• U.S.

The Presidency: Simply Everywhere

5 minute read

Even for the Kennedys, it was an amazing week.

They seemed to be simply everywhere, even when they weren’t. On the cover of the February Ladies’ Home Journal was a likeness of Jackie Kennedy in wedding gown and veil; it was actually a photograph of Mary Lynn Merrill (nee Caldwell), a Charlotte, N.C., bride who looks more like Jackie than Jackie does. On the cover of Photoplay magazine was the bona fide Jacqueline Kennedy, with Daughter Caroline at her side. The story inside: a lengthy comparison of Caroline and Shirley Temple. Said Photoplay: “We waited 20 years until another little girl, Caroline Kennedy, came running into America’s heart.” And on the cover of Gentlemen’s Quarterly, a slick symposium of the latest men’s fashions, was a specially posed photograph of President Kennedy himself, modeling a trimly tailored dark grey suit.

The President, said Gentlemen’s Quarterly, has “inspired a new style trend, as the two-button suit will testify. The President’s shoulders are broad; he needs a minimum of shoulder padding. Since he wears a 40 jacket but has a 33 waist, some waist suppression* is inevitable.”

To those sentiments Designer Lilly Daché registered heartfelt female agreement while speaking in Washington at the annual convention of the National Association of Retail Clothiers and Furnishers.

“The President,” she said, “is creating a handsome and responsible image of the American man.” Ideally, she continued, men’s styles should combine “Italian flair, classic British sobriety and American dash, functionalism and fit. In our President we have the man who fits this look perfectly.” Only Irving Heller (sometime tailor for Harry Truman) demurred. He approved of the President’s taste in shirts (“He has changed his collar space”) but insisted that Kennedy’s jacket buttons are “still too low.”

Just a Fox Trotter. Beyond fashions and fandom, there was action at 1600 Pennsylvania Avenue that made for a scene straight from Currier & Ives. One morning Jackie bundled Caroline and her nursery-school playmates into their snowsuits and led them out on the White House lawn. There waited Caroline’s pony, Macaroni, who had been brought up from Glen Ora and was now hitched to a shiny black sleigh. Everybody piled in, and with Jackie handling the reins, the sleigh went jingling three times around the snowswept grounds. Afterwards, Jackie led Macaroni up to the French doors of the executive office so the President could take a look at Son John Jr., 14 months old, being held on the pony’s back. Grinning broadly, the President came out, off handedly invited Macaroni into his office. The pony said neigh.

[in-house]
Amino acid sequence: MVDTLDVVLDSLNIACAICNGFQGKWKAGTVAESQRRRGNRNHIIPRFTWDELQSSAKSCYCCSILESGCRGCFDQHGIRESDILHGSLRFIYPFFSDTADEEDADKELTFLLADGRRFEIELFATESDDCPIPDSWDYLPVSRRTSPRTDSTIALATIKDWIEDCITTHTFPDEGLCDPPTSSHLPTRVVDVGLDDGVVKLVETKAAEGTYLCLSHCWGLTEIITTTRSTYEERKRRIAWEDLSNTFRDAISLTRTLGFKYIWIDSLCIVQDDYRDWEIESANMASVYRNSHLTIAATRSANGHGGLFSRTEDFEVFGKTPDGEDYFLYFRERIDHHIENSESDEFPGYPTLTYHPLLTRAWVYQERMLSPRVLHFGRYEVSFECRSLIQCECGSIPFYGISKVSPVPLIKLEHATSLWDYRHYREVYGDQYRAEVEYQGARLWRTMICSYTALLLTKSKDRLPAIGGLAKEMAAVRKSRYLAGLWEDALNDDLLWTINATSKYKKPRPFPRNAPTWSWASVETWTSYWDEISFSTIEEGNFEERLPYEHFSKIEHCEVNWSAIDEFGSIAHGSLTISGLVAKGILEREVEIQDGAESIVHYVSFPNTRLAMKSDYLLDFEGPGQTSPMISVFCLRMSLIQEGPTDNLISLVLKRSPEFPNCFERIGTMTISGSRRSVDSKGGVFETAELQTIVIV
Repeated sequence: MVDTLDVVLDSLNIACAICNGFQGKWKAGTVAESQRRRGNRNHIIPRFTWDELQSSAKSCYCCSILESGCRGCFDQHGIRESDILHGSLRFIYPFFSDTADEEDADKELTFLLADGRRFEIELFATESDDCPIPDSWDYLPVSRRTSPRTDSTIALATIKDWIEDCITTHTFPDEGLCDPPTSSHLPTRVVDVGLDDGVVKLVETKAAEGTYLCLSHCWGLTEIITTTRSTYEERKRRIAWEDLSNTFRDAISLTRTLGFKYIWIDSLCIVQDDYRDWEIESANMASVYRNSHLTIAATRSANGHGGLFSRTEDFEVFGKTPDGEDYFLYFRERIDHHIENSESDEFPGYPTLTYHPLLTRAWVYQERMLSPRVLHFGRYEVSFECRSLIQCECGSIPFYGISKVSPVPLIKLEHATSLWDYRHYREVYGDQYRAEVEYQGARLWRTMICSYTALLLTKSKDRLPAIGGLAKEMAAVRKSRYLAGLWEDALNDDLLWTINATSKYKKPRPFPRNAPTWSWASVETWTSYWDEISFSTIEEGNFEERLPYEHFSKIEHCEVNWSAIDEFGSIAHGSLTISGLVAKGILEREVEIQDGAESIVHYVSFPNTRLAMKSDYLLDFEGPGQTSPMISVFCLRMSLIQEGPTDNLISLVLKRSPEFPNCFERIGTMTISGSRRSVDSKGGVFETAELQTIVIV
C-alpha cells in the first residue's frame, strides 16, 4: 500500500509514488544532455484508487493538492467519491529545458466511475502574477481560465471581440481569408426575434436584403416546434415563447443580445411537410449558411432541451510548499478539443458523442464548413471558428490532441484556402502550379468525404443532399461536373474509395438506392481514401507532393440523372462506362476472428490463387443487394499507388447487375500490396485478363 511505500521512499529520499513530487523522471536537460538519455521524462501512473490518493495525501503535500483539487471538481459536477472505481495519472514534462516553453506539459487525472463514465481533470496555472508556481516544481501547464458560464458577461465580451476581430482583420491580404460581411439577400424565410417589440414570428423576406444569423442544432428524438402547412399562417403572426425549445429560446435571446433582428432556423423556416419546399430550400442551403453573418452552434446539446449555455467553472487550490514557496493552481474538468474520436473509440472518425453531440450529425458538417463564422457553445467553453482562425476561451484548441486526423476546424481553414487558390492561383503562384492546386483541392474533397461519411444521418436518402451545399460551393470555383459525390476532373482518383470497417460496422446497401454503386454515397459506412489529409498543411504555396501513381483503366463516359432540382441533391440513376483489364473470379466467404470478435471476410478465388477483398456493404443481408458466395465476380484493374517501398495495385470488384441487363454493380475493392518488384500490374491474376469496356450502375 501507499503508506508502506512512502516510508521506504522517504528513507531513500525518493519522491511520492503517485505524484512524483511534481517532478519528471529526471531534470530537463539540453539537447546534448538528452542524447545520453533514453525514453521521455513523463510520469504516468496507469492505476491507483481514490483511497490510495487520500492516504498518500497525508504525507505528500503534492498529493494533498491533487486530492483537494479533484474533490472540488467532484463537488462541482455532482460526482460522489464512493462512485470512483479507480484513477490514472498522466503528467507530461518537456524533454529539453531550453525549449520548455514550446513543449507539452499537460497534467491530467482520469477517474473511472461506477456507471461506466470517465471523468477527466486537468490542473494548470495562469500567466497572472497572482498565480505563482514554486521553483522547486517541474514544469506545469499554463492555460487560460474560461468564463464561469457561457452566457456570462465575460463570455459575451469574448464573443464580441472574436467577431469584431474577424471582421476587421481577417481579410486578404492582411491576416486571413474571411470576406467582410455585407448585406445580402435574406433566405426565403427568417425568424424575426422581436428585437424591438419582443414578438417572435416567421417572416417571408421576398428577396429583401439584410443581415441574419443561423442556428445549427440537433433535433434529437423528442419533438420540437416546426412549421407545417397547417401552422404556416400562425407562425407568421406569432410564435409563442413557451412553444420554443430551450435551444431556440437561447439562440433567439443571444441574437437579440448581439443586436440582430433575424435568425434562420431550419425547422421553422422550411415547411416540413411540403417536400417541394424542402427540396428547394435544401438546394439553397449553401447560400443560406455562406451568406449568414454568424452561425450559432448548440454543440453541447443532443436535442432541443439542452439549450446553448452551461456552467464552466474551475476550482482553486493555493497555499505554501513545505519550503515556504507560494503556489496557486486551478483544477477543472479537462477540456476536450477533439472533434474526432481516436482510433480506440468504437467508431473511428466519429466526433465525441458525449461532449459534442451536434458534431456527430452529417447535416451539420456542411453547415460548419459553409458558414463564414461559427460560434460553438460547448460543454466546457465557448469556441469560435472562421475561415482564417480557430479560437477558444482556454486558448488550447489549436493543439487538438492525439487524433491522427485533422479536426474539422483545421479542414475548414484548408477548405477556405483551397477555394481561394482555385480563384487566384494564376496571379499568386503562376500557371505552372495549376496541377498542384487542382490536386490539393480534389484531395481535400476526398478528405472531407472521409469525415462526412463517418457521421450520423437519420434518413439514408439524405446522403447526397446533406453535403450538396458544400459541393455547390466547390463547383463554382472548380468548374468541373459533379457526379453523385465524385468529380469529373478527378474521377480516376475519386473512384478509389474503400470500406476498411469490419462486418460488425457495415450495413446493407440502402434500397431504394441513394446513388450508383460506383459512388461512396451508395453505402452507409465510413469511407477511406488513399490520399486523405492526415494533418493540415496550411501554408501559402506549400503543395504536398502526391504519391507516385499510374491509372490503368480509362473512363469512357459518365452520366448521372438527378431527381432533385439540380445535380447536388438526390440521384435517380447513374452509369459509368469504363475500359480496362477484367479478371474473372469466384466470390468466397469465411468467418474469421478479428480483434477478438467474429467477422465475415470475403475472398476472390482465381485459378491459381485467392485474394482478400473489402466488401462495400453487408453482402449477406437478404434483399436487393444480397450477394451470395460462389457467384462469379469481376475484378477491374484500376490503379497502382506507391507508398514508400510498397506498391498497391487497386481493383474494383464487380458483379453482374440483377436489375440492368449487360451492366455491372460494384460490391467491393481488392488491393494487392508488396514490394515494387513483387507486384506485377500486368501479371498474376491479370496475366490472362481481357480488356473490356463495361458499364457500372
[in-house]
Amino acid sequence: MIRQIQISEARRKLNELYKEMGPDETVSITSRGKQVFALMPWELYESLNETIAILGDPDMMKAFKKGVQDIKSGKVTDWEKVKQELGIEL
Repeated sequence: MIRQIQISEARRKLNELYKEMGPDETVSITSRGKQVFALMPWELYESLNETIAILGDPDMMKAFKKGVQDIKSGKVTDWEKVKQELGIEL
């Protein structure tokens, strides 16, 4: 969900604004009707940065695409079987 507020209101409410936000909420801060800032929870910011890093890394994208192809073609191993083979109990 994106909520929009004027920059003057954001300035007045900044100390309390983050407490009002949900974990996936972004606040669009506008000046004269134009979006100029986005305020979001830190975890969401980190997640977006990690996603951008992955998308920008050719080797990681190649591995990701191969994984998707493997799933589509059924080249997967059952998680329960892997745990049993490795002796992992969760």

Next day, when Saudi Arabia’s King Saud came to call on the President, Jackie Kennedy went into 24 hours of voluntary purdah. In deference to Arab custom, women were omitted from the official White House dinner for the King. Jackie flew off to Manhattan with her sister, Princess Lee Radziwill (for undisclosed reasons). That night, after the Saud dinner, Jack Kennedy and Vice President Lyndon Johnson betook themselves to a party given by the President’s sister, Eunice Shriver. J.F.K. was dancing when the orchestra began a twist, but kept on sedately fox-trotting.

On Tour. Back in Washington next afternoon. Jackie Kennedy, along with some 45 million other Americans, settled down to watch herself in action as guide to CBS’s Charles Collingwood on an hour-long White House tour that had been taped a month before. She had refused the services of a CBS makeup artist, wore a wireless microphone around her neck with the pack and battery concealed in the small of her back. Pamela Turnure, her press secretary, had been instructed how to adjust the mike if anything went wrong. Explained Collingwood later: “We couldn’t have a technician fiddling with the First Lady’s person.” From her first whispery words, Jackie put on an expert performance in telling how she and her advisory committee have redecorated the White House. Without notes or prompting, she showed a connoisseur’s knowledge of every antique and objet d’art that came into view (only one scene had to be refilmed; Jackie momentarily confused a Dolley Madison sofa with one of Nelly Custis’). She easily rattled off the names of bygone artists and cabinetmakers, displayed an impressive knowledge of intimate White House history. The Green Room, she noted, “used to be the dining room, and here Jefferson gave his famous dinners and introduced such exotic foods as macaroni, waffles and ice cream to the United States.” Woodrow Wilson so detested the stuffed animal heads with which Theodore Roosevelt had adorned the state dining room that he always “seated himself in such a manner that he would not see them while dining.” Showing off the Lincoln bed, Jackie remarked dryly: “Every President seemed to love it.” Said she in the Red Room: “One thing that’s interesting—President Hayes was sworn in here as President secretly at night, cause his was the closest election there ever was and they didn’t want the United States to be without a President for even one day, so while everyone was having dinner they swore him in here.” Moving from the Red Room to the Blue Room, Collingwood said as a sort of conversation opener: “Oh, this has a very different feeling from the Red Room.” Replied Jackie crisply: “Yes. It’s blue.” All in all, it was a pleasurable event ina fascinating week.

* A cloak-and-suiter term for a tapering jacket.

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